Law in the Internet Society

Mandatory data retention in Australia: will this proposed assault on privacy come to pass?

1. The proposal

In May 2012, the Australian Government announced an inquiry into further potential reforms to national security legislation, including a mandatory data retention scheme. The data retention proposal is vaguely described in the Government’s discussion paper as ‘[a]pplying tailored data retention periods for up to 2 years for parts of a data set, with specific time-frames taking into account agency priorities, and privacy and cost impacts.’

In this course, we have discussed how privacy can be understood to encompass three elements: anonymity, secrecy and autonomy. We have also discussed the intersection between the actions that governments and the private sector can undertake to undermine privacy. A mandatory data retention scheme provides a clear example of how privacy can be undermined and how the government can co-opt the private sector to do this surveillance work(cheaply) for it.

Mandatory data retention laws ensure that every person’s anonymity is compromised by ISPs and phone carriers even when the government never requests this information. Such laws also compromise the secrecy of private communications. There will be ‘fuzzy’ lines to draw as to what constitutes ‘content’ (requiring a warrant) and what is meta-data (requiring no warrant) and which ISPs would hold at the government’s behest. This fuzziness has been made clear in recent Senate estimates hearings where officials argued that URLs did not fall within their ‘working definition’ of meta-data, despite previous contradictory statements. A mandatory data scheme would also be a significant blow to Australians’ autonomy to live their lives without the knowledge that they are being watched.

In the rest of this revised paper, I comment on the political opportunities to prevent or stall a mandatory data retention scheme in Australia and whether there are plausible legal responses if it does go ahead. Like all issues in a globalized world, I believe that there is something to be said about how issues play out in different national contexts, as well as about how Australia’s experience relates to geo-political realities.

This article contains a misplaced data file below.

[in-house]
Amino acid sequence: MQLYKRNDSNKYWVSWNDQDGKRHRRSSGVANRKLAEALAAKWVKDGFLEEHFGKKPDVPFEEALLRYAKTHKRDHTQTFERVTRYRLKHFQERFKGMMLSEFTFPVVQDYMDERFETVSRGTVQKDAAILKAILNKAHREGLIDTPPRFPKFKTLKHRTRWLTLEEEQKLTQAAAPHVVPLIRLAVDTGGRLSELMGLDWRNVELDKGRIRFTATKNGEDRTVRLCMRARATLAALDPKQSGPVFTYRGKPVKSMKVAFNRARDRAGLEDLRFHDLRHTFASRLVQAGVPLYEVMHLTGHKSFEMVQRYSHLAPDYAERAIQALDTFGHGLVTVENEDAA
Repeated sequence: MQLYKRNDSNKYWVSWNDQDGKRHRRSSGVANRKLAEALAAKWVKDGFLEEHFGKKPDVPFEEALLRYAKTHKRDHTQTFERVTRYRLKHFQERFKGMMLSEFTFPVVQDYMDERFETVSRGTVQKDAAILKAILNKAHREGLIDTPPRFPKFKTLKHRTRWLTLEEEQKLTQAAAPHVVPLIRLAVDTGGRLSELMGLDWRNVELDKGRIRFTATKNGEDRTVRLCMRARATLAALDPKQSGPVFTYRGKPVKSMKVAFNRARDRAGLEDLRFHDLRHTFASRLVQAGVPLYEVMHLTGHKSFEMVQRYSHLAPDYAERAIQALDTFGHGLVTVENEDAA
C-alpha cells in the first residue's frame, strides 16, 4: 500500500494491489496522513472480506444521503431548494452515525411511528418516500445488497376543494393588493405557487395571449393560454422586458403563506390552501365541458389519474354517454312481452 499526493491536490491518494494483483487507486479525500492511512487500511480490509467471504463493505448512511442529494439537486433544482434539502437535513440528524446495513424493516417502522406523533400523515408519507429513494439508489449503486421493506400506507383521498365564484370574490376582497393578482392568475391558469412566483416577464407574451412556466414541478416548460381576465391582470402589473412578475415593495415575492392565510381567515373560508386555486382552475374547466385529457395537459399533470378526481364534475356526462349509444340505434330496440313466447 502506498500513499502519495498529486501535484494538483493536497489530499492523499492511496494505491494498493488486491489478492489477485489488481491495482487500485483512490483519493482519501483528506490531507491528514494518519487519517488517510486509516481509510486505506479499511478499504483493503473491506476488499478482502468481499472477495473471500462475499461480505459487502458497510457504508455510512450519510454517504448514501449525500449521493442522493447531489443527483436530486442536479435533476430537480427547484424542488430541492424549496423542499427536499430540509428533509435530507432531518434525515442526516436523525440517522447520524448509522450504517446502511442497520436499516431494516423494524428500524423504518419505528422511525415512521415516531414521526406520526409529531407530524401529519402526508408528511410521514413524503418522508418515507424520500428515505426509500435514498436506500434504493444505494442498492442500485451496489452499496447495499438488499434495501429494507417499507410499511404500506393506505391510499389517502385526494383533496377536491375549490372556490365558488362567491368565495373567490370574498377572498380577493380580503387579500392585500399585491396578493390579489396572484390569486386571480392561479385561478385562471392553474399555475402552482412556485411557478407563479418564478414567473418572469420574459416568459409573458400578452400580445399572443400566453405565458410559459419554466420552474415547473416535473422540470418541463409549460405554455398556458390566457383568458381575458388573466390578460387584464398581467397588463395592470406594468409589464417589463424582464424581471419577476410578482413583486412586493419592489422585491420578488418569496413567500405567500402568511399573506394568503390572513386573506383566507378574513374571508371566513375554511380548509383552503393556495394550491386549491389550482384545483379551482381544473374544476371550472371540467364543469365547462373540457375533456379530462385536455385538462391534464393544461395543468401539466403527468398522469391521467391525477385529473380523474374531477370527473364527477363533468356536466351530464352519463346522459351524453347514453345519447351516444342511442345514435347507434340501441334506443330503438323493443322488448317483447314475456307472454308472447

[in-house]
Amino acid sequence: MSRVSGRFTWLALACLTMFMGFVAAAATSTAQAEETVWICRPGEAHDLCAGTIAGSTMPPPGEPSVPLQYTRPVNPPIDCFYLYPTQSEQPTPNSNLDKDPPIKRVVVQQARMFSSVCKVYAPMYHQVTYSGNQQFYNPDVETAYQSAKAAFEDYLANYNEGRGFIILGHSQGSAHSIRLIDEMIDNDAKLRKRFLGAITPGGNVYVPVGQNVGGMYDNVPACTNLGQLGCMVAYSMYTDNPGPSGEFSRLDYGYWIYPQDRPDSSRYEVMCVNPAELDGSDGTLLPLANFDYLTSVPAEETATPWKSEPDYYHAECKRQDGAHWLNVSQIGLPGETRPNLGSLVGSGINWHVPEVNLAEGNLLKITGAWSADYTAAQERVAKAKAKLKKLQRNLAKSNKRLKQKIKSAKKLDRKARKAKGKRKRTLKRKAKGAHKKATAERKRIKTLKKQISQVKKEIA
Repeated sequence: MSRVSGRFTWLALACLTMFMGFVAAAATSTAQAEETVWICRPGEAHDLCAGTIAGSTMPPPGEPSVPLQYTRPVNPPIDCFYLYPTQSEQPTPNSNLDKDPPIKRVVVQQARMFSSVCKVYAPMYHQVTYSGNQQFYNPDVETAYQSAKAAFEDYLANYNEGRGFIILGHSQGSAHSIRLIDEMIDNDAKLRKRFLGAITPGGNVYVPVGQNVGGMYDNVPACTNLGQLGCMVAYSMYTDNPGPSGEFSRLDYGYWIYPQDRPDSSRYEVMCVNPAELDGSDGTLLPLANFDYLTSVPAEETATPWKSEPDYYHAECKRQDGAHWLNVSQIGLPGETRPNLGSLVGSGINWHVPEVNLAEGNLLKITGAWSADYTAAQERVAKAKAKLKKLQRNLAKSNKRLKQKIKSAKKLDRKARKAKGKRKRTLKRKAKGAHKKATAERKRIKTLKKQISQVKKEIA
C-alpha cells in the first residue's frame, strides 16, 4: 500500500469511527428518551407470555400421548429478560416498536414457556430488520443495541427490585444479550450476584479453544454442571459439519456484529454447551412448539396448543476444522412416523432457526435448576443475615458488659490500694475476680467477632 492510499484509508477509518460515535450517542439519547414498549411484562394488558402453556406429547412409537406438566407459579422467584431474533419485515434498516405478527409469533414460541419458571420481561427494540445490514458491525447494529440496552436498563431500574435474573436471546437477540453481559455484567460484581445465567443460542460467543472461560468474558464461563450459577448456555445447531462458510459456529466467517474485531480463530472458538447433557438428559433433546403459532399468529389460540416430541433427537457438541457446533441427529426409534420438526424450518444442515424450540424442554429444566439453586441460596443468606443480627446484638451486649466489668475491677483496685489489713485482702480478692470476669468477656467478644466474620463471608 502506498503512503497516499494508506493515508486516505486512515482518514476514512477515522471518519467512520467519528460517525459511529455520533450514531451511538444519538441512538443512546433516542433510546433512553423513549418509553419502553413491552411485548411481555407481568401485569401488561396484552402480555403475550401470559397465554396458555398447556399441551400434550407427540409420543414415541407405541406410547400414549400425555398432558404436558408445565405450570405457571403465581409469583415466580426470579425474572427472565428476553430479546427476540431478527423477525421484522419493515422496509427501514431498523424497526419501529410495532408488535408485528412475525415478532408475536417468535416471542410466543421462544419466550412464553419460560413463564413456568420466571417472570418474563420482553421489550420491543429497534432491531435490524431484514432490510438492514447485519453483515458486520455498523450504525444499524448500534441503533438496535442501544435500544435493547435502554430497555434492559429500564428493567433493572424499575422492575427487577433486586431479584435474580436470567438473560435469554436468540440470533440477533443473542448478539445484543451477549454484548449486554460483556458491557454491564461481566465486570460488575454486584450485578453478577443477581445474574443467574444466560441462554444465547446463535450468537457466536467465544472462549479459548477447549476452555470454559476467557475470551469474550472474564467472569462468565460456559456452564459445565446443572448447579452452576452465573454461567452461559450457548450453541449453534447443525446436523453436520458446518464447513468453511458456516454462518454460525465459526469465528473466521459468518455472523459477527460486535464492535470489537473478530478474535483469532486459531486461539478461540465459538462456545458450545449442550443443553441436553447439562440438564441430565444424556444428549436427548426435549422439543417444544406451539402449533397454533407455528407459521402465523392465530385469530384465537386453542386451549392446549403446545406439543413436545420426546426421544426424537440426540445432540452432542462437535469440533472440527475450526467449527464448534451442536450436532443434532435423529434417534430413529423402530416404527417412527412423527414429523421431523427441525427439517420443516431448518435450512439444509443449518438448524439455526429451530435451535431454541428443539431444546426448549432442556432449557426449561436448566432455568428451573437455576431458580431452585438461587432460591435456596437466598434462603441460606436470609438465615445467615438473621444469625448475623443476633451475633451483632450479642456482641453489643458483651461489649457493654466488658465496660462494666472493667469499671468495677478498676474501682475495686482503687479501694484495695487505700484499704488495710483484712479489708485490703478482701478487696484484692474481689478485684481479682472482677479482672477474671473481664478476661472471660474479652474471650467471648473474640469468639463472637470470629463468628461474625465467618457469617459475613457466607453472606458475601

2. Political and legal responses

The good news is that the consultation and parliamentary committee process may result in data retention being put on the political back-burner. An election is likely to be called around August 2013, and since there is no draft legislation, it is unlikely to be an issue that the minority Labor Government will want to push through just prior to an election. Leaks suggest a number of conservative (Liberal party) parliamentarians oppose the idea.

Interestingly, there are opportunities for unusual coalitions to coalesce against any draft law. The broadly ‘left wing’ [][Greens]] party, the GetUp advocacy group (grassroots leftish lobbyists) and lawyers have made their human rights concerns clear. However, it is only in combination with industry’s arguments that the government has not thought through the implications of data retention that this dissent could have real political bite.

Industry’s argument is that data retention will be costly and, if the government doesn’t directly pay, then this will be passed onto the consumer. Perhaps a campaign that your internet costs will increase because the government wants to spy on you could work political wonders? This line could see an unlikely, but potent, coalition between Greens and conservatives, which could be enough to kill the law.

Industry has also argued that there are security risks associated with mass storage. To underscore this concern, it is alleged that ‘Anonymous’ hacked an ISP’s data to demonstrate these security risks. This is a controversial tactic, but it is something that industry has seized on in parliamentary inquiry submissions about the untold risks of data retention.